“I am looking forward to getting on with this new role and working with colleagues to meet these challenges.”

See more information about the PPC online at www.ascl.org.uk/PPC

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Inexperience unsettles proceedings

Medical cases are often applicable to schools and colleges, once one allows for the differences. Expand

Medical cases are often applicable to schools and colleges, once one allows for the differences. The case of Thompson v Imperial College Healthcare NHS Trust highlights the importance of training and experience for governors and heads in the legal principles they need to observe in order to ensure fair outcomes. The issue was the inexperience of the chair of a disciplinary body. The chair did not understand the basic principle that he could not aggregate a number of serious misconduct cases to constitute a charge of gross misconduct.

The claimant was accused of bullying and claimed that her dyslexia made her more likely to behave in this way and that the Trust should have made reasonable adjustments for her. That part of her case was dismissed at tribunal.

However, the failures of the chair were serious enough to allow her to succeed in her unfair dismissal claim. ‘It was unreasonable to assign a doctor who, although of the right level, did not appear to have any training or experience in conducting such hearings to conduct and decide the outcome of the claimant’s disciplinary hearing. He misapplied the respondent’s disciplinary procedure to the detriment of the claimant.’

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Testing the ‘professionals’

For years, the legal test of a professional’s liability has been what other professionals would do. Expand

For years, the legal test of a professional’s liability has been what other professionals would do. This is the ‘Bolam’ test, named after the case of Bolam v Friern Hospital Management Committee. In the case of a school failing to deal with dyslexia, for example, it would be a matter of whether the school’s response was in line with the practice of the profession. In the group of cases known as Phelps, the duty was phrased, ‘If it comes to the attention of the headmaster [sic] that a pupil is underperforming, he does owe a duty to take such steps as a reasonable teacher would consider appropriate to try to deal with such underperformance.’

The Supreme Court has recently made a decision in a medical case about informed consent (Montgomery v Lanarkshire Health Board), which replaced ‘what other doctors do’ with a straightforward duty of ‘reasonable care’ to be decided by the court. Medical cases do not always transfer easily to other contexts and this decision was very context dependent. But the basis of it was that where a professional is looking after someone else, then the relationship cannot be absolutely one of professional judgement. In this case, the obstetrician did not inform a diabetic woman of the possible dangers of having a child naturally because, if she did tell diabetics that, then “everyone would ask for a caesarean section, and it’s not in the maternal interest for women to have caesarean sections”.

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Uniformity urged for uniforms

Hard on the heels of a recommendation to independent schools by Elly Barnes, CEO of Educate and Celebrate, which campaigns against discrimination in schools, that independent schools should adopt gender-free uniforms in order to avoid creating difficulties for transgender pupils, comes the news that some publicly funded schools are banning skirts for girls. Expand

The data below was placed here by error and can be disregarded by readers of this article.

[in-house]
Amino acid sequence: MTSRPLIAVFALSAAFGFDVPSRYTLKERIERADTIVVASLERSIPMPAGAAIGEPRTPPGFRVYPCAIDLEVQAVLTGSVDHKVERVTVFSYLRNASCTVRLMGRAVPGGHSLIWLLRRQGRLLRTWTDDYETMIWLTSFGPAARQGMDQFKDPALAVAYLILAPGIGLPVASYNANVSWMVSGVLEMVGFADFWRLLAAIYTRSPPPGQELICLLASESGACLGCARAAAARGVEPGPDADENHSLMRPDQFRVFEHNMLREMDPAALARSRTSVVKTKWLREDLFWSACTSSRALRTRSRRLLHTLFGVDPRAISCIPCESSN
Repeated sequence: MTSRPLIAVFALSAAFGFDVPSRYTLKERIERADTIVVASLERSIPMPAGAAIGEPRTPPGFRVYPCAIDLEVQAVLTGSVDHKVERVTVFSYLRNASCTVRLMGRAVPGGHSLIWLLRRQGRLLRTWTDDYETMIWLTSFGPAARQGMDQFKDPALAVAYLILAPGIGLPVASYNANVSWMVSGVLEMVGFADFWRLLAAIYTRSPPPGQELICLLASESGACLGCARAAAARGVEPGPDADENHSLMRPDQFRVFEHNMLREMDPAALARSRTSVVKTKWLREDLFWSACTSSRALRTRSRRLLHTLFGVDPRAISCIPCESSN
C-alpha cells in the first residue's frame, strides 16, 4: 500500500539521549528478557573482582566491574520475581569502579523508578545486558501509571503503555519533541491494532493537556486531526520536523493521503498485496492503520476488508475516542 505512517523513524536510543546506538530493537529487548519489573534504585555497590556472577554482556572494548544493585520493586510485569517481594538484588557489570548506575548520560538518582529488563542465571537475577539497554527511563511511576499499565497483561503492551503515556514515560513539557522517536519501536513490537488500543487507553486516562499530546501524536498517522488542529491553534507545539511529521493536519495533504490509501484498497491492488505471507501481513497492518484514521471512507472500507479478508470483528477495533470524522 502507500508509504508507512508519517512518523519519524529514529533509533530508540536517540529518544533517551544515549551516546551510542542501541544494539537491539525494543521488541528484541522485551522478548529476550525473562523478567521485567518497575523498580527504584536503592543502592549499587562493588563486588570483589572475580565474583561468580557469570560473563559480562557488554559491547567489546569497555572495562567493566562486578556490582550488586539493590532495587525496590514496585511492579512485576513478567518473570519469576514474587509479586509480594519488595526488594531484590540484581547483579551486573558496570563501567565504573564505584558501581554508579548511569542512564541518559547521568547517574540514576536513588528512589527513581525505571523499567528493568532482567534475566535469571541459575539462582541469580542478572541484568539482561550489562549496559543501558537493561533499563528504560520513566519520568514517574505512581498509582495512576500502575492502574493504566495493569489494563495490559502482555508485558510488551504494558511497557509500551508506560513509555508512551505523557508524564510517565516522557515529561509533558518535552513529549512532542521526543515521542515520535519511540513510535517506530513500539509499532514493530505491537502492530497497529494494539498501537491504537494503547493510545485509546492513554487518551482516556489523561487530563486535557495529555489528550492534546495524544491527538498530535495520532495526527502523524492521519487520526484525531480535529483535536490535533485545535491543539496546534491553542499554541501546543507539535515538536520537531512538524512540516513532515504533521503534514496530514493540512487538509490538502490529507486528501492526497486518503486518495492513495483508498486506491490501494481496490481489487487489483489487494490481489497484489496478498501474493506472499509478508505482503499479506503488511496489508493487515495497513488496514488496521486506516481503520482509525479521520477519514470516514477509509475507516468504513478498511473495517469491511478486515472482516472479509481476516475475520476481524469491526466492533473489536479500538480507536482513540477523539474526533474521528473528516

Hard on the heels of a recommendation to independent schools by Elly Barnes, CEO of Educate and Celebrate, which campaigns against discrimination in schools, that independent schools should adopt gender-free uniforms in order to avoid creating difficulties for transgender pupils, comes the news that some publicly funded schools are banning skirts for girls. Ms Barnes was a speaker at a Boarding Schools Association conference where she gave advice on how schools could be more ‘LGBT friendly’.

Schools do have an absolute right to enforce the ethos of their school by imposing a uniform as long as it does not breach the equality laws and, if it does, does so for a legitimate purpose and is no more than is necessary to achieve that purpose. It is also important to remember that Sikh and Jewish dress is considered a matter of ethnicity and therefore is different to Muslim or Christian prescriptions, which are considered a matter of religion or belief.

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Guidance

Leader contains general guidance on the law. Expand

Leader contains general guidance on the law. If you have a specific legal issue, we recommend that you seek advice from a qualified legal professional.

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Violent game control?

It is not illegal to play violent video games or to allow children to play them, yet, and children do. Expand

It is not illegal to play violent video games or to allow children to play them, yet, and children do. Even allowing for the inaccuracies inherent in self-reporting, the statistic that 63 per cent of 11-13 year-olds claim to have played an 18+ game (with a higher percentage of boys than girls) seems significant.

So, it was a bold step for 16 Cheshire schools to warn parents that they may be reported if it came to a schools’ knowledge that they had allowed their children to play them. The legal basis is the duty of schools to cooperate to prevent children from suffering harm or neglect. It will be of wide interest to know how this plays out.